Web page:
Frame them to keep them protected

The human eye is an extremely sensitive organ with more than 120 million rod cells which help in night vision and 8 million cone cells which help us discern colour and bright light.

Natural protection to the eye is provided by the bony structure of the skull which covers the eye from all sides except the front. The eyelids and eyelashes provide some protection by the blink mechanism which largely prevents dust from entering the eye. The constant flow of tears helps wash any fine particles which may have got past the lids.

Thus, while the design of the human body ensures a certain level of protection from external conditions, are we doing our bit in protecting the gift of sight?

For instance, dust and air pollution are the most common causes of eye irritation in India. The symptoms may vary from redness of the eye, itchy or burning eyes. Given today’s lifestyle, the eyes need to be protected from dust, chemicals, injury and excessive sunlight.

Spectacles or prescription glasses are typically thought to be needed only for correcting visual defects from a refractive error such as long sight or short sight or to mask an abnormal eye cosmetically.  There are also numerous social stigmas associated with the use of spectacles. It is not considered “cool” to wear them. However, you may not realise that you are squinting your eyes or contorting your face in your effort to see better. 

Many people will need glasses to correct their vision during the course of a lifetime. While certain styles do look better on some facial shapes, those in the eyewear business say that as long as there’s symmetry to the face and the glasses fit well, you can wear almost any style. And for most people, eyewear has to be comfortable. Titanium or lightweight plastic frames and thinner lenses make that happen.

Protecting the eyes from the sun’s ultraviolet rays can reduce the risk of eye cancer, as well as some eye conditions like cataracts. Eye diseases such as muscular degeneration have also been linked to UV exposure. It is possible to get prescription sunglasses that correct vision like normal glasses while protecting the wearer from the sun at the same time.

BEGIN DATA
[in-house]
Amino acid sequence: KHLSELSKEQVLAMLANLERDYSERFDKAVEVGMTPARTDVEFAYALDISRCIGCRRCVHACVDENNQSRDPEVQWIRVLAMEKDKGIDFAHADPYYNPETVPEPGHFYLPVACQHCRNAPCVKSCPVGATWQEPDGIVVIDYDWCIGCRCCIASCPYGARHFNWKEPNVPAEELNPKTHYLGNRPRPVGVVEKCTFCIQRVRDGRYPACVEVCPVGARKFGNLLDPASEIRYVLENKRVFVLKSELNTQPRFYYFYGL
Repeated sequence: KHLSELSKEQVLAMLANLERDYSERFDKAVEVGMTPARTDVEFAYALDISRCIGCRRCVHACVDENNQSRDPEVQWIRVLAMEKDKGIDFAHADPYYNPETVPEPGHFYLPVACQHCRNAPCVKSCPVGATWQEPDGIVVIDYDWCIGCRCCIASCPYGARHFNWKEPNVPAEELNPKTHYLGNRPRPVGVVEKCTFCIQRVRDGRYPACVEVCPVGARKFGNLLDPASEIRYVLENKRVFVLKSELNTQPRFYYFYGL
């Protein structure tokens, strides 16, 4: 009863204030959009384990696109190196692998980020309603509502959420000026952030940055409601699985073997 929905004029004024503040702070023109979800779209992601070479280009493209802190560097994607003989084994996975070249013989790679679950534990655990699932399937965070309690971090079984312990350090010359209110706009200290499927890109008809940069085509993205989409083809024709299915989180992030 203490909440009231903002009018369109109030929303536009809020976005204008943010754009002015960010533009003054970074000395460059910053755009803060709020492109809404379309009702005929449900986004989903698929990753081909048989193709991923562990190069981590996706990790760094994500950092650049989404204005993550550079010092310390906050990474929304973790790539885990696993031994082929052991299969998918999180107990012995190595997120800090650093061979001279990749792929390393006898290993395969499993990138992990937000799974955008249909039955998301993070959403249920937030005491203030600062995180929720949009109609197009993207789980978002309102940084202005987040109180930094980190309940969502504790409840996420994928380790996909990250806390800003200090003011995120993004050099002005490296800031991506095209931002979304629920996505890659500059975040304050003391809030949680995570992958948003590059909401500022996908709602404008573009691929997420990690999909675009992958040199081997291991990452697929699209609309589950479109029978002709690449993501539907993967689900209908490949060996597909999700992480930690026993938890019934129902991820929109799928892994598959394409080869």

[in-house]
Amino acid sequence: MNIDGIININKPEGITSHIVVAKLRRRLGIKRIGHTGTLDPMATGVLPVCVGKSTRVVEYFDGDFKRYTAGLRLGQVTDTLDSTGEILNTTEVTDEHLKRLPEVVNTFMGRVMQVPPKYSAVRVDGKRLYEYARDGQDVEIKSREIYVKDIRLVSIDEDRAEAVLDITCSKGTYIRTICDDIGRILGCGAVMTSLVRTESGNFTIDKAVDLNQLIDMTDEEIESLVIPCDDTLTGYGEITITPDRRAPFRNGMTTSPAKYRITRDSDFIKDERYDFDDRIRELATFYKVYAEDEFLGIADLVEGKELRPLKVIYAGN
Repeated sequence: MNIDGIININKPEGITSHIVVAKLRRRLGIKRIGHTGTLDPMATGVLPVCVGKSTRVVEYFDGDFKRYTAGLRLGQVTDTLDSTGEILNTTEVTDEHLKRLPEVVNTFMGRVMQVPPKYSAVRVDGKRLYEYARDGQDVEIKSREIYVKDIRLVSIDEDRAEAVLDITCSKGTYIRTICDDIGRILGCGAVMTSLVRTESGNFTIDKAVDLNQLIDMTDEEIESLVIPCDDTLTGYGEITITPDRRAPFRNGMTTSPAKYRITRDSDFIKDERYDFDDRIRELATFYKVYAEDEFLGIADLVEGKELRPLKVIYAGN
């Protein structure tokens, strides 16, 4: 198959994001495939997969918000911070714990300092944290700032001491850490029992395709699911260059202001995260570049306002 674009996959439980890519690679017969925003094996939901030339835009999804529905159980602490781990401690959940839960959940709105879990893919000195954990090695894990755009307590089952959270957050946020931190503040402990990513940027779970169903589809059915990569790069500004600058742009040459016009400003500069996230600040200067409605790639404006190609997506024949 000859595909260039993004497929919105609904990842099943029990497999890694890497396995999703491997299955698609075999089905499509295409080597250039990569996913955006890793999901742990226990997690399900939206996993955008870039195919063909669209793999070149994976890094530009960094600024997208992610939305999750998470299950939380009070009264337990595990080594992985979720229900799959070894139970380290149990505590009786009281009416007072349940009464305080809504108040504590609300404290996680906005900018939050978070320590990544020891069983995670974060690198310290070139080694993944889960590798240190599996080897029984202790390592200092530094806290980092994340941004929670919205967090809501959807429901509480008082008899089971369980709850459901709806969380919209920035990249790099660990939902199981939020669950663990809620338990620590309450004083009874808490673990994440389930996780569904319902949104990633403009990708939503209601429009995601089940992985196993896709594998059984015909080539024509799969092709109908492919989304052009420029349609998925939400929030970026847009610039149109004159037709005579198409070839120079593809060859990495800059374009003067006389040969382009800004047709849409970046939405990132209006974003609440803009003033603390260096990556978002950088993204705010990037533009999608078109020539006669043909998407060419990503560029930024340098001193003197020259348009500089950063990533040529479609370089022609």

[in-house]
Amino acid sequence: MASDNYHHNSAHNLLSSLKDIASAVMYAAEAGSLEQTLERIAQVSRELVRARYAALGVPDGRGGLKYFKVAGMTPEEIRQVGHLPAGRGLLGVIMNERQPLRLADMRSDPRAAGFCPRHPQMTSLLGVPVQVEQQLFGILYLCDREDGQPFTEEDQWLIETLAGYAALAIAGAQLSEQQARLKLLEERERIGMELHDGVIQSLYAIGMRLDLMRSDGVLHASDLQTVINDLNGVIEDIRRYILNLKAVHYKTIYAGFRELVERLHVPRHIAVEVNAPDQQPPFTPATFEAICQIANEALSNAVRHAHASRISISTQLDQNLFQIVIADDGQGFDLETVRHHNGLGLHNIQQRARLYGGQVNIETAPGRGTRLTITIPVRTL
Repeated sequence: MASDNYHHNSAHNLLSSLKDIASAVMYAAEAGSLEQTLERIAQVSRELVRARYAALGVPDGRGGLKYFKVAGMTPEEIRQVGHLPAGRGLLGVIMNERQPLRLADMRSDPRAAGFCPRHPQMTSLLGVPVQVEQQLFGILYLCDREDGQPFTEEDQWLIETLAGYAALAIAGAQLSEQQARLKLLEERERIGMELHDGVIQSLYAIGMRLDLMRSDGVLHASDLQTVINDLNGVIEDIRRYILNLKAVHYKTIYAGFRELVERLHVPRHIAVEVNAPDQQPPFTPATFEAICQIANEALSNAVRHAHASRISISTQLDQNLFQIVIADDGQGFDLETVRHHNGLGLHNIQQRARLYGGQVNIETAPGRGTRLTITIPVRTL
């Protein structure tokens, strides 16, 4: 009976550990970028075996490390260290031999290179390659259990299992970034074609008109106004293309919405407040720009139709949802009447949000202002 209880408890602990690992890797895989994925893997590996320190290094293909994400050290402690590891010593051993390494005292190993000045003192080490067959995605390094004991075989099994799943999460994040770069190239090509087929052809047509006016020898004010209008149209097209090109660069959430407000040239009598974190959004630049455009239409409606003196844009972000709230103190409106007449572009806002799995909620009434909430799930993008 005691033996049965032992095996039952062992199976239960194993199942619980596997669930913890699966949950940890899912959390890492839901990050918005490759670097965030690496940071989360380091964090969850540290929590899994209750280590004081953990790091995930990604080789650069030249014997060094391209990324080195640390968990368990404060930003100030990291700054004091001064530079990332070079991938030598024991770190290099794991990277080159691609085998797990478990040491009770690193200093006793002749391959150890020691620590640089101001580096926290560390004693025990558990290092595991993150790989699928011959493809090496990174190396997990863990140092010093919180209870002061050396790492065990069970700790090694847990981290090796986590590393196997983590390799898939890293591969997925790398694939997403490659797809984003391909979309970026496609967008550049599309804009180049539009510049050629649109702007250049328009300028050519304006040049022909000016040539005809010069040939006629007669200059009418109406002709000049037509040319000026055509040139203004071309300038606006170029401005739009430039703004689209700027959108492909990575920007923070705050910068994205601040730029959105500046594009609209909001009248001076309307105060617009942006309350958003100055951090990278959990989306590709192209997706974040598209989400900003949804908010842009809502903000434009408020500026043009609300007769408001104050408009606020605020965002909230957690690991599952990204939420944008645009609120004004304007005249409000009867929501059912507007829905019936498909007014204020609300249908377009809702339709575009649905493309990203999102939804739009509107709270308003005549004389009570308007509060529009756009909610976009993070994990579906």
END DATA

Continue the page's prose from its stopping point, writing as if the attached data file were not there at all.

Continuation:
These, however, can be expensive. When buying a pair of sunglasses, do make sure to check that they offer 100% protection against the sun’s UV rays, as not all the cheaper models do. Because sunglasses cause your pupils to widen as they do in the dark, cheap sunglasses can cause huge amounts of UV radiation to enter your eyes, therefore doing more harm than good.

Another area of concern is the risk of exposure to chemicals in our schools, colleges, workplaces and households. We use chemicals in various ways — to wash clothes, at school labs, in cars and so on.

The eyes can be protected by using either goggles or face shields based on the situation we are in.  For instance, splash goggles are made of a thick plastic and are held on the face with an adjustable strap that goes around the head.  Splash goggles are often made to completely cover the front of your eyes as well as the sides. They are great at stopping harmful chemicals from reaching the eyes.

The history of sunglasses dates back to ancient China and Rome. It has been reported that the Roman emperor Nero enjoyed watching gladiator fights through polished gems. In China, sunglasses were used in the twelfth century or even earlier. Sunglasses were first made out of lenses that were flat panes of smoky quartz.

Today, sunglasses continue to make advances.  UV protection has almost become an industry standard, and there are sunglasses available for a variety of sports. There are numerous tints available for sunglasses, and sunglasses have changed styles over the years. Prescription glasses have also been given tints that only appear when the sun’s rays hit the glasses. By paying close attention to your facial shape, it is possible to look impressive in a great pair of glasses as they have a way of lending character to the wearer.

(Paediatric Ophthalmologist, Sankara Eye Hospital)

DH Newsletter Privacy Policy Get the top news in your inbox
GET IT
Comments (+)